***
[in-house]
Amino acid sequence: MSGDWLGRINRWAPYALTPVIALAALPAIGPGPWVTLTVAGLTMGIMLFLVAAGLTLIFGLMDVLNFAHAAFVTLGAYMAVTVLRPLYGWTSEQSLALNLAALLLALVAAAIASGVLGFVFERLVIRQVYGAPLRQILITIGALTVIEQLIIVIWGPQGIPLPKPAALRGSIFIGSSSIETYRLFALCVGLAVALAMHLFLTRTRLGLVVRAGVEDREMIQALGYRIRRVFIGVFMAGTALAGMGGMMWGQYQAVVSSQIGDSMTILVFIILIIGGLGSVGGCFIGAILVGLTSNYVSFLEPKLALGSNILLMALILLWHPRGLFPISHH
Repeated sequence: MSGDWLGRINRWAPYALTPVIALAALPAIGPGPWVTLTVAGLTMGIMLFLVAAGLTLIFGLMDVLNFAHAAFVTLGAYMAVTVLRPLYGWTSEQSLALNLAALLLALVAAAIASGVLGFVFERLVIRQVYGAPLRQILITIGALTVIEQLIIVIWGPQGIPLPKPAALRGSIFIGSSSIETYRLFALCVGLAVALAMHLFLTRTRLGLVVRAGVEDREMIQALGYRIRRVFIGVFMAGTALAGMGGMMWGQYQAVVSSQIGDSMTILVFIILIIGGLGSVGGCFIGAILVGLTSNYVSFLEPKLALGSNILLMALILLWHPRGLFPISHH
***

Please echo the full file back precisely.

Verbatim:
[in-house]
Amino acid sequence: MSGDWLGRINRWAPYALTPVIALAALPAIGPGPWVTLTVAGLTMGIMLFLVAAGLTLIFGLMDVLNFAHAAFVTLGAYMAVTVLRPLYGWTSEQSLALNLAALLLALVAAAIASGVLGFVFERLVIRQVYGAPLRQILITIGALTVIEQLIIVIWGPQGIPLPKPAALRGSIFIGSSSIETYRLFALCVGLAVALAMHLFLTRTRLGLVVRAGVEDREMIQALGYRIRRVFIGVFMAGTALAGMGGMMWGQYQAVVSSQIGDSMTILVFIILIIGGLGSVGGCFIGAILVGLTSNYVSFLEPKLALGSNILLMALILLWHPRGLFPISHH
Repeated sequence: MSGDWLGRINRWAPYALTPVIALAALPAIGPGPWVTLTVAGLTMGIMLFLVAAGLTLIFGLMDVLNFAHAAFVTLGAYMAVTVLRPLYGWTSEQSLALNLAALLLALVAAAIASGVLGFVFERLVIRQVYGAPLRQILITIGALTVIEQLIIVIWGPQGIPLPKPAALRGSIFIGSSSIETYRLFALCVGLAVALAMHLFLTRTRLGLVVRAGVEDREMIQALGYRIRRVFIGVFMAGTALAGMGGMMWGQYQAVVSSQIGDSMTILVFIILIIGGLGSVGGCFIGAILVGLTSNYVSFLEPKLALGSNILLMALILLWHPRGLFPISHH